I’ll have to go back to Yamaha YBR 125cc. Like the 2 Mopeds mentioned, this bike is also very reliable, fuel efficient and easy to maintain. But the 3rd generation Yamaha YS 125cc, unlike the previous 2 generations (had kick starter) comes with a clutch cable minus the kick starter which I’ve to accept. When I was riding the 1st generation Yamaha YBR 125 cc, I would change the clutch cable n housing every 2 years as a preventive measure.

The Yamaha YBR 125cc first generation was replaced with an improved version. They look alike on the outside but with some refinements on the engine and looks. But then that also being replaced by the latest Yamaha YS 125cc which is actually the 3rd generation of the YBR series.

The Yamaha YS 125cc is the succeeding model to the popular Yamaha YBR 125cc series. Unlike the earlier 2 versions (carburettor based), this latest model – 3rd generation is completely fuel injection and comply with the latest Euro 4 emission standard. The dash board is completely digital and the appearance a big overhaul!

The Yamaha YS 125cc just arrived at our local shores few months back. As such, it’s still very new and hardly seen on the roads. I took the plunge and bought it.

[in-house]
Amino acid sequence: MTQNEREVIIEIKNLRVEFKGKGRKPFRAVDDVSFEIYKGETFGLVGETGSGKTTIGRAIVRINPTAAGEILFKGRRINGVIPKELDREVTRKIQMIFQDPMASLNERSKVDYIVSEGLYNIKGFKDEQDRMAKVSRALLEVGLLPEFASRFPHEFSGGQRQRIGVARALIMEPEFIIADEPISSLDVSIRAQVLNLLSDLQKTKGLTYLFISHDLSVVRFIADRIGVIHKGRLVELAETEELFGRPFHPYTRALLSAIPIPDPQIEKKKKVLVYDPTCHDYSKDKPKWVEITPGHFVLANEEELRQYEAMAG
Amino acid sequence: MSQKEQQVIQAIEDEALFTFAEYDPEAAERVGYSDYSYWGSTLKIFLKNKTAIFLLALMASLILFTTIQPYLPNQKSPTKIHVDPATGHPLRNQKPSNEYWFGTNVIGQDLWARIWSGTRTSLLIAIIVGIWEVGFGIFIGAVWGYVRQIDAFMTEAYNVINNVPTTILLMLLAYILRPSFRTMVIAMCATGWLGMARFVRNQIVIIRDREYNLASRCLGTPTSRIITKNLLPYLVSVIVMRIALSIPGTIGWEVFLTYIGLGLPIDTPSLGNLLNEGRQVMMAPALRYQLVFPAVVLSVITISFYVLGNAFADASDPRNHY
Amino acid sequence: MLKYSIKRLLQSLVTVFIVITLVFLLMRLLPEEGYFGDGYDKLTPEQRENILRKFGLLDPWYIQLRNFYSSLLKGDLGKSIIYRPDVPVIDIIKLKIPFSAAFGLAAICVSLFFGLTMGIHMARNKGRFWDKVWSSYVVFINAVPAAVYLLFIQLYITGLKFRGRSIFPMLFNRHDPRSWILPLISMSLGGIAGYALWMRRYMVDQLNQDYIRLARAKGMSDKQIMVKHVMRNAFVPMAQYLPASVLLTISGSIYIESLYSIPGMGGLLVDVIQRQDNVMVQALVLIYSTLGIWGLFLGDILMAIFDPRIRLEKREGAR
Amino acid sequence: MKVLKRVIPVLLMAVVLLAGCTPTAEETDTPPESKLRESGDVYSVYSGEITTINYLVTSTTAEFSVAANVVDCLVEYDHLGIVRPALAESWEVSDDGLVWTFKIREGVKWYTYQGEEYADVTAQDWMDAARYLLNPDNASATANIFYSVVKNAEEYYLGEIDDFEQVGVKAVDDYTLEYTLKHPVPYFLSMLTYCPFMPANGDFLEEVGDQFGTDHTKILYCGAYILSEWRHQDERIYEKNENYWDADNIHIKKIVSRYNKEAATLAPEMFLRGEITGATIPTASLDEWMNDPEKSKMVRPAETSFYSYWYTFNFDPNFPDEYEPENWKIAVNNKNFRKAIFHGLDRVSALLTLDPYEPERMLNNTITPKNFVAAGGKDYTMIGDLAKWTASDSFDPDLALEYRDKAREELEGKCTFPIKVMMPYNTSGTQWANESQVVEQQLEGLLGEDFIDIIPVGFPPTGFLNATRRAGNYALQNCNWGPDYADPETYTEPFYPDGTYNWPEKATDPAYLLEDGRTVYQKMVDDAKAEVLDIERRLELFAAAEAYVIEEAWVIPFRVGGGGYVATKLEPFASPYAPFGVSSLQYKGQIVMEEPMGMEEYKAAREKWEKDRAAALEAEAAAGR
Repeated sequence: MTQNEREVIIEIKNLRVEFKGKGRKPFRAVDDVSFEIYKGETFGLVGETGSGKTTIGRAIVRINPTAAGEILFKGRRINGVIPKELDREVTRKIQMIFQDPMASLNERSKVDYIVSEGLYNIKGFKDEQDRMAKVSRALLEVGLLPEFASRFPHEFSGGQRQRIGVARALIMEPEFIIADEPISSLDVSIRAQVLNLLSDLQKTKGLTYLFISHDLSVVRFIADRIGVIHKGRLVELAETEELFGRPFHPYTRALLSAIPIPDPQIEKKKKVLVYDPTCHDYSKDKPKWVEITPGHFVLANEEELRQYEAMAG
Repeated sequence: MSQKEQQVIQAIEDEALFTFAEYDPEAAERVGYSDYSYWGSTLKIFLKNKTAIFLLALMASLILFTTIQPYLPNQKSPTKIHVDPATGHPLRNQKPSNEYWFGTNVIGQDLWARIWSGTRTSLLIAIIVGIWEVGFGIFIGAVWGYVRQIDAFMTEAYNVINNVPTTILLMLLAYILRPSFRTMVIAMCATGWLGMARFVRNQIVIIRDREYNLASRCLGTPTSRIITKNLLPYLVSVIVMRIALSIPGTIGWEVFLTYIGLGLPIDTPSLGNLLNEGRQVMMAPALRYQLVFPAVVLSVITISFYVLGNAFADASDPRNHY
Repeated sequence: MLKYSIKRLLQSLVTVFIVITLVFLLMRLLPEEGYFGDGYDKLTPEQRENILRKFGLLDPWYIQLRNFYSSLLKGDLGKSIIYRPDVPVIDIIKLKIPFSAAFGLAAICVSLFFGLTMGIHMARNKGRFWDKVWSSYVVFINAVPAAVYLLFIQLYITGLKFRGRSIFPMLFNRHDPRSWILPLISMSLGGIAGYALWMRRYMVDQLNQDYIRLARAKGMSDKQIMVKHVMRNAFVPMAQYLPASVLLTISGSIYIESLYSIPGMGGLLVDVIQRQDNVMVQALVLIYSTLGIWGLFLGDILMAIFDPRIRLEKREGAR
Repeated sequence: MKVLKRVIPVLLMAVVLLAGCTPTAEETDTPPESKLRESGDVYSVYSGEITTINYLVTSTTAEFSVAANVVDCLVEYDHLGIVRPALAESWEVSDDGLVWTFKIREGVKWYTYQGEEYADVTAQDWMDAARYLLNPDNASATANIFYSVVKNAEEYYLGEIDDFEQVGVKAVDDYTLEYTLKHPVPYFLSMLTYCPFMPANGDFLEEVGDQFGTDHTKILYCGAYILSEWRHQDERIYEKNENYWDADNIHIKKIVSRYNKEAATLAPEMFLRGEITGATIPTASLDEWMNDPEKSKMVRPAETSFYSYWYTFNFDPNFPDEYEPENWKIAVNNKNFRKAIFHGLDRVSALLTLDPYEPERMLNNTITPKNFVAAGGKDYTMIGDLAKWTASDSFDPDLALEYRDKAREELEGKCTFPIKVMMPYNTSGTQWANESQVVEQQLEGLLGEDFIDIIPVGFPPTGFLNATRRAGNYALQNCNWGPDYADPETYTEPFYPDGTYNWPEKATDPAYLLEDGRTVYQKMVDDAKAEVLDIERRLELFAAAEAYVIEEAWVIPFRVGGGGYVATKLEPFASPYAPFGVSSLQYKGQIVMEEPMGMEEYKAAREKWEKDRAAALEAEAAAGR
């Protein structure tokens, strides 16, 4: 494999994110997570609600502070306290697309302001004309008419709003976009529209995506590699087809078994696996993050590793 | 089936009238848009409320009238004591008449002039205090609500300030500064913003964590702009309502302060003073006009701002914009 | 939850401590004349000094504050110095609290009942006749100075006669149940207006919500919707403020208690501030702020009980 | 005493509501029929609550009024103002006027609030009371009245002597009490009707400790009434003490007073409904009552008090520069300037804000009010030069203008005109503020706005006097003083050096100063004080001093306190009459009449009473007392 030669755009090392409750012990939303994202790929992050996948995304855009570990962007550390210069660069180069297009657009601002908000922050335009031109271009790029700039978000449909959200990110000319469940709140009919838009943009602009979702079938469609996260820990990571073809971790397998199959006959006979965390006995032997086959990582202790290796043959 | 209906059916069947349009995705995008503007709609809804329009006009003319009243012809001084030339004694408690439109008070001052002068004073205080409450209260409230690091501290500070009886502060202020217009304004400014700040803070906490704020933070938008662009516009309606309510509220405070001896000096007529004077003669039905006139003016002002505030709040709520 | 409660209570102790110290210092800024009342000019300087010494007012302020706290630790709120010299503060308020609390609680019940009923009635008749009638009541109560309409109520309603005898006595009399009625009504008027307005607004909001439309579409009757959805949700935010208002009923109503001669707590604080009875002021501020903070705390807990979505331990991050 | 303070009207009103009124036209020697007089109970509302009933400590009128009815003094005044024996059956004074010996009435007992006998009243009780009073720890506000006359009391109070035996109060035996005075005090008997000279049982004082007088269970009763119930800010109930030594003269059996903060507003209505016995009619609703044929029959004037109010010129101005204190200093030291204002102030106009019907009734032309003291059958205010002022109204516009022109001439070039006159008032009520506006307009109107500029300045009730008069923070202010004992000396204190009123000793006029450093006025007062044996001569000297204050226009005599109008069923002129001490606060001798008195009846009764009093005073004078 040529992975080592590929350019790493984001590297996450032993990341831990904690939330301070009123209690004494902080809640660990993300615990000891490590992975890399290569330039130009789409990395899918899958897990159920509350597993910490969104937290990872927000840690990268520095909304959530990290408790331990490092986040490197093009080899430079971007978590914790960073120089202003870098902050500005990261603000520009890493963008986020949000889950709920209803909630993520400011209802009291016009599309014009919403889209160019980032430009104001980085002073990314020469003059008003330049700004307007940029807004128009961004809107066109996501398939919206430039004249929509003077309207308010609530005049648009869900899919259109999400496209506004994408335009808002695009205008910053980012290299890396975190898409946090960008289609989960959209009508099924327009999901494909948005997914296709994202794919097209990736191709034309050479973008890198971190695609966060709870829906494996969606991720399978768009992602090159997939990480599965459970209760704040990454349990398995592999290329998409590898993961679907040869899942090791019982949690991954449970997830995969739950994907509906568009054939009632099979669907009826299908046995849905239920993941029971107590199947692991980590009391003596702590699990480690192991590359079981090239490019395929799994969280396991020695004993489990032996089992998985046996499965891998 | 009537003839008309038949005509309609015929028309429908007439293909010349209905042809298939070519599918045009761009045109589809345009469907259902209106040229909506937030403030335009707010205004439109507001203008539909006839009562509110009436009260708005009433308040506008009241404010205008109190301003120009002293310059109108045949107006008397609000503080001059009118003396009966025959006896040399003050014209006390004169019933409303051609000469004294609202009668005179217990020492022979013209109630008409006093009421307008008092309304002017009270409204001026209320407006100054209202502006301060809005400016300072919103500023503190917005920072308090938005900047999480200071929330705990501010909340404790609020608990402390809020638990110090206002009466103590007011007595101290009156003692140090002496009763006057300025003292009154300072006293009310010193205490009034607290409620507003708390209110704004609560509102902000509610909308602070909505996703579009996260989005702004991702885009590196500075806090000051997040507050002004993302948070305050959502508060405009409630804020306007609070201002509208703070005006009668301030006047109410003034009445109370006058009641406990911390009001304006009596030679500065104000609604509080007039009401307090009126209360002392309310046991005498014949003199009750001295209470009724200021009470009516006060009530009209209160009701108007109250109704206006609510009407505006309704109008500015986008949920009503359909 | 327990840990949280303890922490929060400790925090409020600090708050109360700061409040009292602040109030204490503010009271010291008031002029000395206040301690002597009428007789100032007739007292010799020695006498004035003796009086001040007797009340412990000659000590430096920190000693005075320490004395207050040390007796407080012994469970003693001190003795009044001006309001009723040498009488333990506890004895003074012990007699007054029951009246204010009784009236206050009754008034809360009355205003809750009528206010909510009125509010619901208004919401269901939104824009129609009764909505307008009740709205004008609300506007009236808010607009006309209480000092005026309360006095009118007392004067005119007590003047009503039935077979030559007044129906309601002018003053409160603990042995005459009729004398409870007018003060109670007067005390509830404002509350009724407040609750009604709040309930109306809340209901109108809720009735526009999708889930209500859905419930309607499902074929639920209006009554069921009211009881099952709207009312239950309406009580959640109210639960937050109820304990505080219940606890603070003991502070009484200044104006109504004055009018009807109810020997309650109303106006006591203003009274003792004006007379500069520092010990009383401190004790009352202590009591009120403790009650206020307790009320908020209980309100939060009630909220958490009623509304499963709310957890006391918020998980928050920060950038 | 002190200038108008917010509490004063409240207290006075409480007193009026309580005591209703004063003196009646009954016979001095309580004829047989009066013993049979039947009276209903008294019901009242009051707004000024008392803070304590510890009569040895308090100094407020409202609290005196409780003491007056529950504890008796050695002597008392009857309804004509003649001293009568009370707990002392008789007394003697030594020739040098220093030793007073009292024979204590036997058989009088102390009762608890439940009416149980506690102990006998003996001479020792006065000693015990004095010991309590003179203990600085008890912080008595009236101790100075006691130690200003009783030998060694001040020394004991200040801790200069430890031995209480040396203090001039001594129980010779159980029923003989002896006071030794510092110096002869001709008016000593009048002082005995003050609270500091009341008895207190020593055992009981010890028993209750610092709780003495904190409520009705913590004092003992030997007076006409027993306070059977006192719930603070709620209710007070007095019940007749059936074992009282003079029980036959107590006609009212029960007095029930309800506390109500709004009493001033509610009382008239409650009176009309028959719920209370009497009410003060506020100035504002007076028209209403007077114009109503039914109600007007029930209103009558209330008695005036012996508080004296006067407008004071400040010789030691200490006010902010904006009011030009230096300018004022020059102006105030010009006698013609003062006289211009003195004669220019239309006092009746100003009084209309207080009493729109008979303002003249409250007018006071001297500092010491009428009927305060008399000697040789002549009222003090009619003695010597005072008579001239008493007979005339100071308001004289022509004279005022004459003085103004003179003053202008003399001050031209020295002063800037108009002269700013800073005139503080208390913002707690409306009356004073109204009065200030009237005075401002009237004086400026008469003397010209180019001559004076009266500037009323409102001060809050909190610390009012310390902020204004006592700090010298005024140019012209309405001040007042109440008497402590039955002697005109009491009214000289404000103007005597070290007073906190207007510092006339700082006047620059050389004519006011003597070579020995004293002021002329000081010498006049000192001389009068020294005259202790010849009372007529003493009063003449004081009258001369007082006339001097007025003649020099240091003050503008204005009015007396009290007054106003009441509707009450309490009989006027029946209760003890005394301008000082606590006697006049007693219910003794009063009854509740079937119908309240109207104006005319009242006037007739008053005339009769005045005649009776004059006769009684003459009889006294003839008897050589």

The bike is still under “running-in” until 1.000 km as I have to ride it between 60 km/h to 70 km/h until the brand new engine is broken in. Thereafter, I’ll gradually bring up the travel speed to 80km/h and so on. It’s a tedious process considering I hardly ride it. Initially, I’ll change the engine oil at intervals of 1,000 km followed by 3.000 km and lastly 5,000 km. Thereafter, it will be every 5,000 km or 6 months ride for every oil change.

When my Yamaha YS 125cc clocked 320 km, I topped up the 14-litre petrol tank to the brim as I did when I first took out the bike almost one month ago. I managed exactly 6 litres of petrol for the 2nd petrol top up. It seems that 6 litres could get more than 300 km of mileage on this bike. It’s one litre for every 50 km! That’s very fuel efficient. As good as the 2 Mopeds mentioned.

So far, the bike is within my expectations. The only complaint about this bike is it didn’t come with a built-in rack unlike the previous versions. Instead a set of useless metal holders (bars) meant for the pillion to hand on.

I wanted to mount a box to keep my helmet, raincoat and other things but I couldn’t get a rack for this bike even after visiting several shops specialising in selling and installing rear boxes. I was told that this bike still new and there’s no specific rack in the local market yet. I went down to a workshop at AMK auto point but was quoted at $350 to custom made a rack so that I could mount a rear box. Too expensive lah.

I then searched on the net and came across a solid beautiful rear rack specially made for this model. I placed an order at AliExpress for less than $50. With shipping and handling, it’s about $77! It’s cheap and solid but I had to wait 20 days before it’s delivered to my place.